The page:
Sydney Clasico: Fans go back to back in the Poznan
It pains me to say it as a Sydney FC fan but as neutral football writer RBB’s Poznan has become an iconic visual feast. And just in case you wish to pour scorn at the scene thousands of Western Sydney Wanders fans and the back of their heads they will respond to any ridicule by enlightening you with his active fan titbit:
“Did you know only five football clubs around the world do the Poznan? It’s historic man!”
Well did you know that only one football club around the world does an ironic Poznan? It’s Sydney FC man! [Actually, ummm, there are quite a few others... Ed]
Ohhhh the ironic humanity! Irony and sports - they go together perfectly. Like wine and cheese, like Tony Abbott wearing a size too small Speedo for a shameless photo op.
We are all familiar with ironic cheers and boos in sports but the ironic Poznan is a football first. For Australian football anyway, I’m sure you Euro snobs will know many other occurrences.
But who cares about euro football anymore, the Sydney Clasico is its own unique showcase. Sure the onfield action may not always rival the tactical and technical purity of some of world football’s bigger league derbies but off field we more than match them.
It’s Australiana on display. It’s where the banter of well-educated football multiculturalistas and ancestral convicts, pissed-three-sheets-to-the-wind, unite.
It’s where loyal Sydney FC fans who come from Western Sydney that didn’t jump ship when the Wanderers came into being sing along with the Sydney FC chant: “Fark Off Western Sydney Scum Ole, Ole” without any hint of irony (there it is again) and not a care that it’s very offensive and slightly geo-fascist.
Something about those two “Oles” at the end of that chant just cracks me up.
Sure at times Sydney FC’s the Cove can’t rival the RBB’s childlike manic enthusiasm.
But the Cove doesn’t need to, they’ve been around since the beginning, they don’t need to prove anything to these Western Sydney upstarts.
The Cove is in its tenth season. They don’t need to actively support for 90mins. They choose their moments. They leave room for spontaneous pitch invasions and booing Mark Bridge.
There would be no RBB without the Cove.
Some fan footage of the two active supporter groups engaging in a battle of the Poznan made the rounds on social media...
It’s a great showcase of the Sydney Derby featuring an amazing sequence of events that go from the sublime to the ridiculous to the ironic.
The footage starts around the 78th minute of play with a packed Cove in full flight, then pans back to the on field action. The ball is spread across Sydney’s midfield where there is more space to pass and move after the Wanderers’ L'enfant terrible, Vitor Saba was sent off, which has got to be my second favourite moment in the history of the A-League.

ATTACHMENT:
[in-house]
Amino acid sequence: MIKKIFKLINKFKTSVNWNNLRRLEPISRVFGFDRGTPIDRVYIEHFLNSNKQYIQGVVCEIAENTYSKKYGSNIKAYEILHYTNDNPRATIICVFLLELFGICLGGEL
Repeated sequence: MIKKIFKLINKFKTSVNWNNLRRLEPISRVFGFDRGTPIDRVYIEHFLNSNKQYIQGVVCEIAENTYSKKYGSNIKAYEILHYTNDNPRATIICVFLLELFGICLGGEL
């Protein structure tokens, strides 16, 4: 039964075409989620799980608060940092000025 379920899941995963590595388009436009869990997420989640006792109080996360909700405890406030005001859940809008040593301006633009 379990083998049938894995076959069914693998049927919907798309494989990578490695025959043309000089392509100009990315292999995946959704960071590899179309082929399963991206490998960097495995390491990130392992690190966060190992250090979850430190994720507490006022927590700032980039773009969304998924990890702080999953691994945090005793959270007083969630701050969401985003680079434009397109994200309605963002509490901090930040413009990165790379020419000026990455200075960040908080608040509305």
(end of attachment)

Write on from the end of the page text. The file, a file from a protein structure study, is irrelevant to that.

The midfield sends the ball to 17-year-old left back Alex Gersbach (who should have been studying for his HSC). He cross/chips to Corey Gameiro in the box, who in turn cross/chips to Brosque and then – the move ending crescendo – the Sky Blue captain shot/chipping the ball into the net.
Cue delirium and what the media calls a pitch invasion, but I call a casual stroll on the green which leads to a group sprint and group hug.
One of the alleged pitch invaders breaks from the group and starts to sprint to the halfway line like a fully clothed streaker, he reaches Sydney FC midfielder Terry Antonis and man hugs him, Antonis repays the hug with a hug and a pat on the back.
The fully clothed streakers then streaks his way to the stand and jumps into the crowd. A punter in the front row congratulates him for his fine effort but then security comically mistakes the punter in the front row for the streaker and the fully clothed streaker steals away from the authorities to make the second great escape of the evening after Sydney FC made the first one by coming back from two goals down.
The punter who was privy to an unfortunate case of mistaken identity then remonstrates with security to highlight that he didn’t like the rough-man handling of the keystone stewards.
The camera then zooms to the Western Sydney Wanderers fans and the RBB is in full Poznan mode - “it’s the 80th minute time for us to show the world the back of our heads!” yells the RBB Capo.
The camera then zooms to the Cove end and there is my favourite moment in the history of the A-League: The Cove mocking the RBB with their own spontaneous version of the Poznan, a perfect visual definition of football fan irony.
Almost as good as late comedian George Carlin’s definition of it:
Football fan irony is "a state of affairs that is the reverse of what was to be expected; a result opposite to and in mockery of the appropriate result.”
No matter which team you support, to sum up the Sydney Clasico in modern day parlance:
It was amazeballs!
Con Stamocostas is a football writer. Check you afootballstory.blogspot.com.au